Politics of Decline?
Welcome, everyone, to this blog. The Politics of Decline was a tumultuous time in the history of public education in the United States. From 1971 to 1984, public school enrollment and funding declined causing a retrenchment or cutback period. Confidence in public schools waned, while personnel and programs were cut.
Thirty years later, teachers, school leaders, parents and school boards are facing a new period of decline. Through the failure of local budgets, teachers’ positions are being eliminated, academic and extracurricular programs are being cut, and the public is losing confidence in their local public schools. Media headlines blare policymakers’ want to reform education through charter schools and austerity. Aside from the lack of declining public school enrollments, it is amazing to see the parallels of decline between the 1970s and today. Here are a few:
Increased teacher utilization: Teachers are responsible for more students as staff members are cut. Administrators are still responsible to provide a quality education even if they have to jam 30-35 students into a class.
Lower cost employees: In New Jersey, Gov. Christie is capping superintendent salaries, which is creating quite a bit of upheaval in local communities. Consequently, superintendents are leaving their posts in droves, while some local boards are attempting to keep their superintendents and renegotiate their contracts before the cap takes effect next year. Meanwhile, teachers can expect a pay freeze as the collective bargaining units renegotiate their contracts. My worry is over time wages will shrink.
Cut non-teachers: Non-teaching staff members are crucial to the daily operations of schools. Custodians and secretaries are being outsourced in many districts. They are often the members that ensure a smooth daily operation of a building. Non-teaching staff members also often provide enrichment and extra-curricular programs for our students.
Recouping cost recovery: As schools shrink their budgets and hope that their communities pass their budgets, school boards are charging school fees to maintain programs. My concern is parents in higher socioeconomic districts can often pay these fees, while families in lower socioeconomic environments struggle. Within the new Politics of Decline, parents in moderate to higher socioeconomic environments are forming coalitions to fight budget wars with their local school boards. In turn, they are getting media coverage. I rarely see any coverage of parents’ voices in lower socioeconomic environments, which leads me to believe they are having trouble forming coalitions to have their voices heard.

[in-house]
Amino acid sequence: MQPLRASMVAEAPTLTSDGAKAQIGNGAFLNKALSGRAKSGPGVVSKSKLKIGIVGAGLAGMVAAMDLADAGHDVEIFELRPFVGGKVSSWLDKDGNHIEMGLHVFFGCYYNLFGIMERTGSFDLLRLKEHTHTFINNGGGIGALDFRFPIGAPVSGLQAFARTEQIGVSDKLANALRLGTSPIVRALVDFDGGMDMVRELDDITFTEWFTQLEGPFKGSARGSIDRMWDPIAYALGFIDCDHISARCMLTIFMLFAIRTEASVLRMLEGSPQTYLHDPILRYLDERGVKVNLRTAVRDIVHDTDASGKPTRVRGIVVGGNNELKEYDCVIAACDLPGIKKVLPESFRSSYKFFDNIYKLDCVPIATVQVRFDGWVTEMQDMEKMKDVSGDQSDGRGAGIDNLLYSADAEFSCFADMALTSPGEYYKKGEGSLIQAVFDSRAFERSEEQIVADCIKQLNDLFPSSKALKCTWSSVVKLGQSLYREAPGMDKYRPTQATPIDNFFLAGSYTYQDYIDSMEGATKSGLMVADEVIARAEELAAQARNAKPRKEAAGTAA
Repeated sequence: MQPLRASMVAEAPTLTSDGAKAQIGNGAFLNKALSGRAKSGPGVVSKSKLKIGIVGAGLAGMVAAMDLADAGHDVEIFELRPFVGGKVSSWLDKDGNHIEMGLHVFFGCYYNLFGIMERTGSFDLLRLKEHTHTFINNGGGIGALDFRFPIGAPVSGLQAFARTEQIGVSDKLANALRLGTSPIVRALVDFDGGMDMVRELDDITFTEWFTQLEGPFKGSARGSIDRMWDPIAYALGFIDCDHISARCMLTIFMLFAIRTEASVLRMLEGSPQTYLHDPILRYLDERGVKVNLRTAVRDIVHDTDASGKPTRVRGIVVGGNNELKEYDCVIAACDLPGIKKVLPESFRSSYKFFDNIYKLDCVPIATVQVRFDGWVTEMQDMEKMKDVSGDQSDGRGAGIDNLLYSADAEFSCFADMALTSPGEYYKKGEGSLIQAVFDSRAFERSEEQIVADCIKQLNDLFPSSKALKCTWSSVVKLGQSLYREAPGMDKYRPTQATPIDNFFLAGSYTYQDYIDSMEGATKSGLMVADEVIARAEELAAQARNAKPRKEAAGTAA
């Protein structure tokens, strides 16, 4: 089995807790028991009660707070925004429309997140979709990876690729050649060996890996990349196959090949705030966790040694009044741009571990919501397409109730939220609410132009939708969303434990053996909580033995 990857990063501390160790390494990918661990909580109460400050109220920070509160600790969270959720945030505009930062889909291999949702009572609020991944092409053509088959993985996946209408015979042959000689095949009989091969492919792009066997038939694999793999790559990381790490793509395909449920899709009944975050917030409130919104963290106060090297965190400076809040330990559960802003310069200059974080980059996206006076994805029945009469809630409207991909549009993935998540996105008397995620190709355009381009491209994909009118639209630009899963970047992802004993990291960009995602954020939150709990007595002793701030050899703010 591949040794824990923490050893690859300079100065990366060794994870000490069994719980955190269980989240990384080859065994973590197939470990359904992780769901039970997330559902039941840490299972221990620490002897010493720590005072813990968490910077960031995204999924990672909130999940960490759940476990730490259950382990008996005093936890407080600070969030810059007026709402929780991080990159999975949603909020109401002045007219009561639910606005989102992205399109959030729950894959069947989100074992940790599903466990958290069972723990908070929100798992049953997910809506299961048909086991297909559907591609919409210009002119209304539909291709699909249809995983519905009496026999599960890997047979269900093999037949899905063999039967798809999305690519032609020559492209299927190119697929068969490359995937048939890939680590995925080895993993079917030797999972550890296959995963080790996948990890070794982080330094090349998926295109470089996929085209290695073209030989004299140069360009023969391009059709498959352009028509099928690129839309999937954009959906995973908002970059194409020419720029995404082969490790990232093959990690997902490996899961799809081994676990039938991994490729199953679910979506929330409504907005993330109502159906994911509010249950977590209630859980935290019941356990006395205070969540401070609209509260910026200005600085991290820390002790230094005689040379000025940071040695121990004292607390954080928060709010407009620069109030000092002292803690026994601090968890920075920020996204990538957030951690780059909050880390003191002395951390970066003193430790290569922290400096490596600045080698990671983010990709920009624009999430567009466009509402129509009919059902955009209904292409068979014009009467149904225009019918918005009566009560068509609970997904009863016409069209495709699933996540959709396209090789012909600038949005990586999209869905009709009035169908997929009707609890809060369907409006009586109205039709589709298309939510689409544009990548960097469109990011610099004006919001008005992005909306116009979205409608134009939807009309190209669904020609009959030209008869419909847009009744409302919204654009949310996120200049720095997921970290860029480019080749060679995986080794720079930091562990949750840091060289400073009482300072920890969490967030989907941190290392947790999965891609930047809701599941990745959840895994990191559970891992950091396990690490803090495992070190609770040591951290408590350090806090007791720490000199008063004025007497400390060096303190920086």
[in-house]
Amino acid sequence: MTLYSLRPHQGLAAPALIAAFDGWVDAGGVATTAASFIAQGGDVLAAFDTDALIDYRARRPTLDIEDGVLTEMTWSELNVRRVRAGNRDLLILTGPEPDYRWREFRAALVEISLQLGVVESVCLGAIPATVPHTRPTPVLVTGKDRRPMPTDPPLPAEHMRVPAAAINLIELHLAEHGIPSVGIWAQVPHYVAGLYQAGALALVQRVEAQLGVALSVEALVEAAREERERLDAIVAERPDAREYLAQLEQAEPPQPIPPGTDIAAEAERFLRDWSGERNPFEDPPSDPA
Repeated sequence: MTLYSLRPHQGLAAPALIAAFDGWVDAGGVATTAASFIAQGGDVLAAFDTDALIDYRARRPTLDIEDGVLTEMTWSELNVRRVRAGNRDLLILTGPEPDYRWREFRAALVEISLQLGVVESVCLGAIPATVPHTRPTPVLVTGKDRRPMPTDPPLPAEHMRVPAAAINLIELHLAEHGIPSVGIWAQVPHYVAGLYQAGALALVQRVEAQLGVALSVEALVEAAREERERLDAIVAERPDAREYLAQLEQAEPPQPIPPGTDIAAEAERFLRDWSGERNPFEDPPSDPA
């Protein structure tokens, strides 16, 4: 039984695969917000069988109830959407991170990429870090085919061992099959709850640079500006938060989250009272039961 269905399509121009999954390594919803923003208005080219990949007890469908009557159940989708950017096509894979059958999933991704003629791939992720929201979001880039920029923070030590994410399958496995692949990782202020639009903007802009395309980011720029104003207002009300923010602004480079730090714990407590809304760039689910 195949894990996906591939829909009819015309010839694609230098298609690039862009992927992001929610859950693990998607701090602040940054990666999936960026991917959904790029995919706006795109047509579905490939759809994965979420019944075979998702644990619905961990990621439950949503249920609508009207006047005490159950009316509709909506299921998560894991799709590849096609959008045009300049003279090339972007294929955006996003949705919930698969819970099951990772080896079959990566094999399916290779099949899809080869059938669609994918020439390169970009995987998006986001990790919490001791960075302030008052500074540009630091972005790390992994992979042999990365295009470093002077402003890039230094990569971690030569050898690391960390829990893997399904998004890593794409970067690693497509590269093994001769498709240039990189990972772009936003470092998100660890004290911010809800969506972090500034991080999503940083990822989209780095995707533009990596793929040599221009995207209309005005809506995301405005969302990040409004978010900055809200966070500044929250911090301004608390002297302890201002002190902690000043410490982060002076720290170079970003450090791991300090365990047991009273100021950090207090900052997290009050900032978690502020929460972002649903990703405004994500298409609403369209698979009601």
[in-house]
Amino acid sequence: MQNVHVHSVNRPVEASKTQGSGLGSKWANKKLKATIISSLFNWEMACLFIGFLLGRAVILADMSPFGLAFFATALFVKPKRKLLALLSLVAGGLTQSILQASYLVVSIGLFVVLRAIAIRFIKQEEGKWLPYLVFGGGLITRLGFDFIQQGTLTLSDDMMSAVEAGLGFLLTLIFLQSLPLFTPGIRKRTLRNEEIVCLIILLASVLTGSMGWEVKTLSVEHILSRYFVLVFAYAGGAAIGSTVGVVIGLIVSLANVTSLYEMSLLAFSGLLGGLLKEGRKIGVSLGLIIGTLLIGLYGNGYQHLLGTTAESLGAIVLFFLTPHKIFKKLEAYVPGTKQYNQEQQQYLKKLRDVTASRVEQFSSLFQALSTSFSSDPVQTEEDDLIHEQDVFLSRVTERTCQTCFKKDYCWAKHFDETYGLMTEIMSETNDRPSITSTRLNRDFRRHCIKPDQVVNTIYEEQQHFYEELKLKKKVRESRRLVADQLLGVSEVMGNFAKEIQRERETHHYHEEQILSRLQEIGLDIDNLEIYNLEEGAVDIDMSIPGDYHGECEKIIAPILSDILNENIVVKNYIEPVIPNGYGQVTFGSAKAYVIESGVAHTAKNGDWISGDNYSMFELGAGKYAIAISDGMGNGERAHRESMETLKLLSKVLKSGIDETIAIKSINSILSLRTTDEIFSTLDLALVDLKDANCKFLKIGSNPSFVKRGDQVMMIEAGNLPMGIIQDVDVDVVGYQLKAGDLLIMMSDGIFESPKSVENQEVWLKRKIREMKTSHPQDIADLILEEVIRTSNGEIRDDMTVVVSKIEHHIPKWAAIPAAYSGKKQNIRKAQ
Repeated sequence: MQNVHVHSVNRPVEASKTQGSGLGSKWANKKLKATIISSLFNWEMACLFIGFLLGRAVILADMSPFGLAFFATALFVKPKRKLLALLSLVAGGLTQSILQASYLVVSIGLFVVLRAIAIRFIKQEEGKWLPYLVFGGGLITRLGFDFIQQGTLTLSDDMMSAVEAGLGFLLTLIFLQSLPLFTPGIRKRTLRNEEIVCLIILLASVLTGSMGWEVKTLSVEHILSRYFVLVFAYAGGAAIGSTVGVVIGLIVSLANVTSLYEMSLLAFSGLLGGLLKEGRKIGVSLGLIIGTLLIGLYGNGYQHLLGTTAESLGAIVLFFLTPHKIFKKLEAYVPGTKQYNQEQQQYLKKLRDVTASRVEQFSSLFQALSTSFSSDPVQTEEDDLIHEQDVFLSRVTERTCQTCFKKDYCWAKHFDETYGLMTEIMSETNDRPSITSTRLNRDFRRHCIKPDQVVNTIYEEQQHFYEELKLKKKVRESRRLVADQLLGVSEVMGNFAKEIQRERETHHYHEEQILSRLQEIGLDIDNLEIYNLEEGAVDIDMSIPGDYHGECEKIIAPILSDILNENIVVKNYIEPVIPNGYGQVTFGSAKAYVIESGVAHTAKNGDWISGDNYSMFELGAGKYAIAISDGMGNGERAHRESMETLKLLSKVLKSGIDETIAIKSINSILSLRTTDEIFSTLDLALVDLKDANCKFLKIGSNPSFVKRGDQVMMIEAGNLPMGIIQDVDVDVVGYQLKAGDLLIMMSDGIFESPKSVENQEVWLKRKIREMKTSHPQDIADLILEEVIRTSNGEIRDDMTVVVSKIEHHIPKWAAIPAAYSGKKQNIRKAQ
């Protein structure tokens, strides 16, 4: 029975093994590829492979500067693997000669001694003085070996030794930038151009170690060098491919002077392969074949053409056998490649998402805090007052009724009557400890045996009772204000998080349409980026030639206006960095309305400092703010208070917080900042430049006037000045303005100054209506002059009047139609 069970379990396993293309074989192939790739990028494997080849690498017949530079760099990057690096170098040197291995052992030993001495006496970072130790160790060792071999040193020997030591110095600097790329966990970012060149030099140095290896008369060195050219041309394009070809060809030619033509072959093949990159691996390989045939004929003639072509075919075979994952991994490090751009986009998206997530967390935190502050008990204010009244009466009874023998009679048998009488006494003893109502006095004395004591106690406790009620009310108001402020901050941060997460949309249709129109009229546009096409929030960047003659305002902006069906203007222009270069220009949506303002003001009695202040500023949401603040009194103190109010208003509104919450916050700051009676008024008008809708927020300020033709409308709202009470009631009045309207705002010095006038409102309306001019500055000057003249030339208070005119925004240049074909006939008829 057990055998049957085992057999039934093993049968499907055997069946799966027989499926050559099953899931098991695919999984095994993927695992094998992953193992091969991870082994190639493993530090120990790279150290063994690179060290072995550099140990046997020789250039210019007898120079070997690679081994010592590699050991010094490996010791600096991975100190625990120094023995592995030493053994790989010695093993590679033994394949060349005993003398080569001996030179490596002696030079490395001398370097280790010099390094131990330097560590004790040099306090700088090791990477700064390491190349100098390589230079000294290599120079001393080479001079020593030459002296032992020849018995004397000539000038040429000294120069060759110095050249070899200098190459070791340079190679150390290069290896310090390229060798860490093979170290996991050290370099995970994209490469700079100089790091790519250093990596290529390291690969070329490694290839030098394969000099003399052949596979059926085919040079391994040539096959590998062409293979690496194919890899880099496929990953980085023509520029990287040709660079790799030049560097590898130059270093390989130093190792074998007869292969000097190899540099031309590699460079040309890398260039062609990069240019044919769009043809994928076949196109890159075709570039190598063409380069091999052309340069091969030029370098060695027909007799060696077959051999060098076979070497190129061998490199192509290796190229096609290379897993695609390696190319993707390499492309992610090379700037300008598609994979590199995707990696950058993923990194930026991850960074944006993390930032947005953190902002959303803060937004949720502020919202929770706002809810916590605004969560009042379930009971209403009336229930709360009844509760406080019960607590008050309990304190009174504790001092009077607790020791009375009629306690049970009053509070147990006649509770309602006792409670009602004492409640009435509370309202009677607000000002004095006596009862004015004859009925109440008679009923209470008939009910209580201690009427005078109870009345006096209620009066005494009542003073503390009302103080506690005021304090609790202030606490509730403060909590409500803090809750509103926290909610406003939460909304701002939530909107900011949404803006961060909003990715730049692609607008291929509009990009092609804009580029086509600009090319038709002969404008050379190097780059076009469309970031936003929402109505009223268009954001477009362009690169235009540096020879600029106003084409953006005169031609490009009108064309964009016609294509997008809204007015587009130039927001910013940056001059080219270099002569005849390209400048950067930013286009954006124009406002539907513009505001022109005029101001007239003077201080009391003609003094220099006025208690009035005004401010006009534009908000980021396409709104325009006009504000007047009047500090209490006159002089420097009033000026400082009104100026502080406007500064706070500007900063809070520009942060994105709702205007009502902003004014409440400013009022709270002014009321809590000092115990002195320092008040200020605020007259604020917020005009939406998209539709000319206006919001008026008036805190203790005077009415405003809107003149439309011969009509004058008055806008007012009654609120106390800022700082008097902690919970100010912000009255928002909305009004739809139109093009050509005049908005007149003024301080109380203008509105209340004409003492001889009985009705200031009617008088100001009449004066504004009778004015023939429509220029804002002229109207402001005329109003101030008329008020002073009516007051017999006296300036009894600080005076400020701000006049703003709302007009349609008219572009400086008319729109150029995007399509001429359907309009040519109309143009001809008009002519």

Private education impact: As policymakers continue to push charter schools as the panacea to reform public education, principals and superintendents must be aware of how these issues show up in their schools. Undoubtedly, policy mandates and instruments will continue to be imposed on school administrators to enact educational change quickly. School leaders can expect mandates to come in the form of pay for performance. As Larry Cuban states, principals must be aware of how public rhetoric will be educationalized. The nation’s top policymakers will continue to dwell on the country’s ability to stay educationally and economically competitive in the world.
As our country debates economic austerity for the public sector, school administrators are living the ramifications of staff and program cuts. Just like the 1970s, interactions between teachers and their principals are intensified as there are clear winner and losers during a cutback period. No one wants to be on the losing end of decision making. Consequently, the usual politics in school settings are escalating.
This blog is an attempt, and probably a feeble one, to discuss how our new period of decline will impact public education and leadership practices in schools. This not an attempt to be academic, but a chance to talk about and dissect the state of public education, as it relates to the Politics of Decline. Please feel free to agree, disagree or contribute a perspective to this blog. I look forward to the conversations.